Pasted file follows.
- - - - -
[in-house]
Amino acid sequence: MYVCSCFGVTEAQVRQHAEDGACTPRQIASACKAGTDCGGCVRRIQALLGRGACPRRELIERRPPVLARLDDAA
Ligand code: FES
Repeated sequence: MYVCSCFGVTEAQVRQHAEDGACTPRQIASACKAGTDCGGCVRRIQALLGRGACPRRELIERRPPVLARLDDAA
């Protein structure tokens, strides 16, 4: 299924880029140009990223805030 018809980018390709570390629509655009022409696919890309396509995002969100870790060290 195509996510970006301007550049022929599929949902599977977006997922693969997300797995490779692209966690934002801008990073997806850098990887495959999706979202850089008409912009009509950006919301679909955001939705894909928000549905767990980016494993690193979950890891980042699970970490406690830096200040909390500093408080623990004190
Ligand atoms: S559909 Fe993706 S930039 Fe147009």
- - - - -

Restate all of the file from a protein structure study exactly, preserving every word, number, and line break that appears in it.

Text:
[in-house]
Amino acid sequence: MYVCSCFGVTEAQVRQHAEDGACTPRQIASACKAGTDCGGCVRRIQALLGRGACPRRELIERRPPVLARLDDAA
Ligand code: FES
Repeated sequence: MYVCSCFGVTEAQVRQHAEDGACTPRQIASACKAGTDCGGCVRRIQALLGRGACPRRELIERRPPVLARLDDAA
């Protein structure tokens, strides 16, 4: 299924880029140009990223805030 018809980018390709570390629509655009022409696919890309396509995002969100870790060290 195509996510970006301007550049022929599929949902599977977006997922693969997300797995490779692209966690934002801008990073997806850098990887495959999706979202850089008409912009009509950006919301679909955001939705894909928000549905767990980016494993690193979950890891980042699970970490406690830096200040909390500093408080623990004190
Ligand atoms: S559909 Fe993706 S930039 Fe147009």